Arab and Muslim leaders call for immediate end to Gaza war

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Riyadh (Reuters) – Saudi Arabia and Muslim countries called on Saturday for an immediate end to military operations in Gaza, declaring at a joint Islamic-Arab summit in Riyadh that Israel bears responsibility for “crimes” against Palestinians.

Crown Prince Mohammed bin Salman, Saudi Arabia’s de facto ruler, gathered Arab and Muslim leaders for the summit as the kingdom has sought to exert its influence to press the United States and Israel for an end to hostilities in Gaza.

Dozens of leaders including Iranian President Ebrahim Raisi, Turkish President Tayyip Erdogan, Qatar’s Emir Sheikh Tamim bin Hamad Al Thani and Syrian President Bashar al-Assad, who was welcomed back into the Arab League earlier this year, attended the meeting.

Prince Mohammed said the kingdom affirms its “condemnation and categorical rejection of this barbaric war against our brothers in Palestine”.

“We are facing a humanitarian catastrophe that proves the failure of the Security Council and the international community to put an end to the flagrant Israeli violations of international laws,” he said in an address to the summit.

Palestinian President Mahmoud Abbas said Palestinians are facing a “genocidal war” and called on the United States to end Israeli “aggression”.

Raisi hailed the Palestinian group Hamas for its war against Israel and urged Islamic countries to impose oil and goods sanctions on Israel.

“There is no other way but to resist Israel, we kiss the hands of Hamas for its resistance against Israel,” Raisi said in his address.

The Middle East has been on edge since Hamas fighters rampaged into Israel on Oct. 7, killing 1,200 people.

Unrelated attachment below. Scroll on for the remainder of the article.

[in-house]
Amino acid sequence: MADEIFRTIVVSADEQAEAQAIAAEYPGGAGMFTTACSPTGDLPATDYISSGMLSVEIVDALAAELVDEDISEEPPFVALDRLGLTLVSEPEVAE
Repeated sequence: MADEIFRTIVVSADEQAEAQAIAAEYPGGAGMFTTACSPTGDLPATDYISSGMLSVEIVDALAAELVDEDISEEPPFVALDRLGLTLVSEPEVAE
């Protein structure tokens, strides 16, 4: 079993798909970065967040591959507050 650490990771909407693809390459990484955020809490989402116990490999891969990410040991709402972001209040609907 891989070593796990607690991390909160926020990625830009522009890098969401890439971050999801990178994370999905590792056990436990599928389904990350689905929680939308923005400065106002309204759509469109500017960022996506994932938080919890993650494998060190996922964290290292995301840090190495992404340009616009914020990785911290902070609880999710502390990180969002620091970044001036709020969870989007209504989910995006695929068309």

Since then, Israel has escalated its assault on Gaza, where 11,078 people had been killed as of Friday, 40% of them children, according to Palestinian officials.

Arab Countries Divided

Fighting intensified overnight into Saturday near Gaza City’s overcrowded hospitals, Palestinian officials said.

A baby died in an incubator at Gaza’s largest hospital after it lost power, and a patient in intensive care was killed by an Israeli shell, the Palestinian health ministry said.

The war has upended traditional Middle East alliances as Riyadh has engaged more closely with Iran, pushed back against U.S. pressure to condemn Hamas and put on hold its plans to normalise ties with Israel.

Raisi’s trip to Saudi Arabia is the first by an Iranian head of state in more than a decade. Tehran and Riyadh ended years of hostility under a Chinese-brokered deal in March.

Erdogan called for an international peace conference to find a permanent solution to the conflict between Israel and Palestinians.

“What we need in Gaza is not pauses for a couple of hours, rather we need a permanent ceasefire,” Erdogan told the summit.

Qatar’s Emir said his country, where several Hamas leaders are based, is seeking to mediate the release of Israeli hostages and hopes a humanitarian truce would be reached soon.

“For how long will the international community treat Israel as if it is above international laws,” he said.

The kingdom had been scheduled to host two extraordinary summits, the Organization of Islamic Cooperation and the Arab League, on Saturday and Sunday. The joint summit will replace the two gatherings in light of the “extraordinary” Gaza situation, the Saudi Foreign ministry said.

Hamas had called on the summit to take “a historic and decisive decision and move to stop the Zionist aggression immediately”.

Arab foreign ministers were divided as some countries, led by Algeria, called for a complete cut in diplomatic ties with Israel, two delegates told Reuters.

Other Arab countries, which have established diplomatic relations with Israel, pushed back, stressing the need to keep channels open with Netanyahu’s government, they said.

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